Around 713 BC Sargon II founded his capital, Dur Sharrukin, present-day Khorsabad. Since it consisted of an immense palace, he enclosed it with a great wall of unbaked brick pierced by seven gates.
Human-headed winged bulls were sculpted as protective genies called shedu or lamassu and were believed to offer protection against enemies. They were placed as guardians at certain gates or doorways of the city and the palace. These bulls are one of the characteristic features of the decoration of Assyrian palaces and designs of Syrian inspiration.
As they bore some of the weight of the arch above them, they were also architectural in function. Each sculpture is carved from a single block, stands more than 4 meters high by 4 meters wide and is a meter in depth.
The head is the only human element, and the body is that of a bull. The beast is shown to have five legs so that it looks as if it is standing still when seen from the front, and as if walking when seen from the side. Wings of a bird of prey spring from the shoulders. The tail is very long and curly at the end.
Joyaux de la Couronne de France, The French Crown Jewels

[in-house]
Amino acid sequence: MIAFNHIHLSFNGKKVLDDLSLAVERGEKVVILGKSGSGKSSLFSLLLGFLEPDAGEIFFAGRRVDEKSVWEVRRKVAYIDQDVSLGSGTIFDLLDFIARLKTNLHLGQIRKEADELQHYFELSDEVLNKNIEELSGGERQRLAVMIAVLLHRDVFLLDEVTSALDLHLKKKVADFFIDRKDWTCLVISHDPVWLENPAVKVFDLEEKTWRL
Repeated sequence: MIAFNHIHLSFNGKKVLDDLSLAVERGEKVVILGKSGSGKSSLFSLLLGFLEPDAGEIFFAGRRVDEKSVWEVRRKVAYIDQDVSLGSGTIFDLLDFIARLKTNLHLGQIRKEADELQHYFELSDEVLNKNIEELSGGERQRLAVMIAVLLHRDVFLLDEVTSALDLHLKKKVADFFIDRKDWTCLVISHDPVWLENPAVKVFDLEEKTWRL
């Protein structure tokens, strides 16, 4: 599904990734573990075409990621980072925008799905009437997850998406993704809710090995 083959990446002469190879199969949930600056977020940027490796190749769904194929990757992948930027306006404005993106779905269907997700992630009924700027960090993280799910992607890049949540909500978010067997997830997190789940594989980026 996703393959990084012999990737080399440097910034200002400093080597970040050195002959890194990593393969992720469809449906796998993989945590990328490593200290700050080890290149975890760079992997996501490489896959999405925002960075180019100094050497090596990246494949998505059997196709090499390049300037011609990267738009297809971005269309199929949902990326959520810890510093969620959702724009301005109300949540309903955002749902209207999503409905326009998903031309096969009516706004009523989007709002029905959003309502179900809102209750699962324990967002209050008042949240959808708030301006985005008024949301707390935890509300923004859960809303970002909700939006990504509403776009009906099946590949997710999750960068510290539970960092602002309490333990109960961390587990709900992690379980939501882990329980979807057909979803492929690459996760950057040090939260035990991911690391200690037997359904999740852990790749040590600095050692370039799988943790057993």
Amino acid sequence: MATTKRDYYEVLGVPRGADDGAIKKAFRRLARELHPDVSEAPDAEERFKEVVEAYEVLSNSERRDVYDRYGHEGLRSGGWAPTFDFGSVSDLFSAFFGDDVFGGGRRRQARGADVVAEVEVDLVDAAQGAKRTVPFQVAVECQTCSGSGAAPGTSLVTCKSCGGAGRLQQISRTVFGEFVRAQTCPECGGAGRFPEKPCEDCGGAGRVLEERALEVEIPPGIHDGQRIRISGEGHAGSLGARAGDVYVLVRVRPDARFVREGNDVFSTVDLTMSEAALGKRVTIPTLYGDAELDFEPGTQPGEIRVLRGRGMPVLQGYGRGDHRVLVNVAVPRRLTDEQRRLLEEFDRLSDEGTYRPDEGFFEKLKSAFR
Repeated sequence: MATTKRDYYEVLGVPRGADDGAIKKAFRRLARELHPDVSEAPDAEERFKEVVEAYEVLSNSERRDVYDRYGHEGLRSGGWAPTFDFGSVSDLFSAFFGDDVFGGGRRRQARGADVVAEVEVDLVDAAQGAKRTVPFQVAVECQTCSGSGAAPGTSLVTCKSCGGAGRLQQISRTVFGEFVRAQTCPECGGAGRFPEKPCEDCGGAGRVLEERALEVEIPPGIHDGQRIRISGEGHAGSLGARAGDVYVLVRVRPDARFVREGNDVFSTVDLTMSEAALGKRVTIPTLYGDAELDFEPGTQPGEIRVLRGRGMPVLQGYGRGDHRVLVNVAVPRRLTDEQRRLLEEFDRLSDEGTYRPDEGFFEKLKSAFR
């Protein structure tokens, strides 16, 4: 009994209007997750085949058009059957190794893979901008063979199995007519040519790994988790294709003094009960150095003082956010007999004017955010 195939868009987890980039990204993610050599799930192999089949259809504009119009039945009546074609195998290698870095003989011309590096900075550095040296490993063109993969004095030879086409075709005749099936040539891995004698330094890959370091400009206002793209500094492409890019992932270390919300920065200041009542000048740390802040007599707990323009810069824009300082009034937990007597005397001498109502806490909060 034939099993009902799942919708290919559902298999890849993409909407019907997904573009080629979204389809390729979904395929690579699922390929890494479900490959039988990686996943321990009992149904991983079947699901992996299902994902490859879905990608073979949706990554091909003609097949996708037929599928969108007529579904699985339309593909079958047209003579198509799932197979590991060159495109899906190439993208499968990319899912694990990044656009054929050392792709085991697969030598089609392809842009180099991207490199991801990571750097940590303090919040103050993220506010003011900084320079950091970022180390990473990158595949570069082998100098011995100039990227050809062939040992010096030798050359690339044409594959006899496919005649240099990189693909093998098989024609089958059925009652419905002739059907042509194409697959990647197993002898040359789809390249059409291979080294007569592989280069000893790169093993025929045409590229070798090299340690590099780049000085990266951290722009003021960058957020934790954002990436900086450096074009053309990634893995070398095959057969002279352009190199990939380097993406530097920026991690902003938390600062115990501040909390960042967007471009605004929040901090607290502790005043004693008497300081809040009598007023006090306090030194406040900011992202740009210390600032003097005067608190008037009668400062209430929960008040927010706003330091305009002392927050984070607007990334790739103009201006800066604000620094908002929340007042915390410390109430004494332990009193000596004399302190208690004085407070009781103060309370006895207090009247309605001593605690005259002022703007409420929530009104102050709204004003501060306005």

The surviving display of the French Crown Jewels have been worn by many Kings and Queens of France. It comprises the crowns, orb, sceptres, and jewels that were symbols of Royal power between 752 and 1825. Some of the main highlights are the Crowns of Louis XV, Napoleon I, and Empress Eugénie. Among the most famous diamonds in the collection is the Regent Diamond, the Sancy Diamond and the Côte-de-Bretagne red spinel, carved into the form of a dragon.
The Coronation sword used during the coronation of the kings of France is also displayed here. According to legend, this sword named Joyeuse is Charlemagne’s sword.
The coronation swords of Napoleon I and Charles X are also preserved in the Louvre museum.
Le Sacre de l’Empereur Napoléon, The Coronation of Napoleon
Le Sacre de l’Empereur Napoléon. (Pic Credits: commons.wikimedia.org)
This monumental masterpiece occupies a unique place in the history of painting. It is a huge oil painting canvas measuring 10 meters wide by 6 meters tall. The original painting is on display in the Denon wing at the Louvre Museum, while a copy done by the same painter is in The Coronation Room of the Palace of Versailles.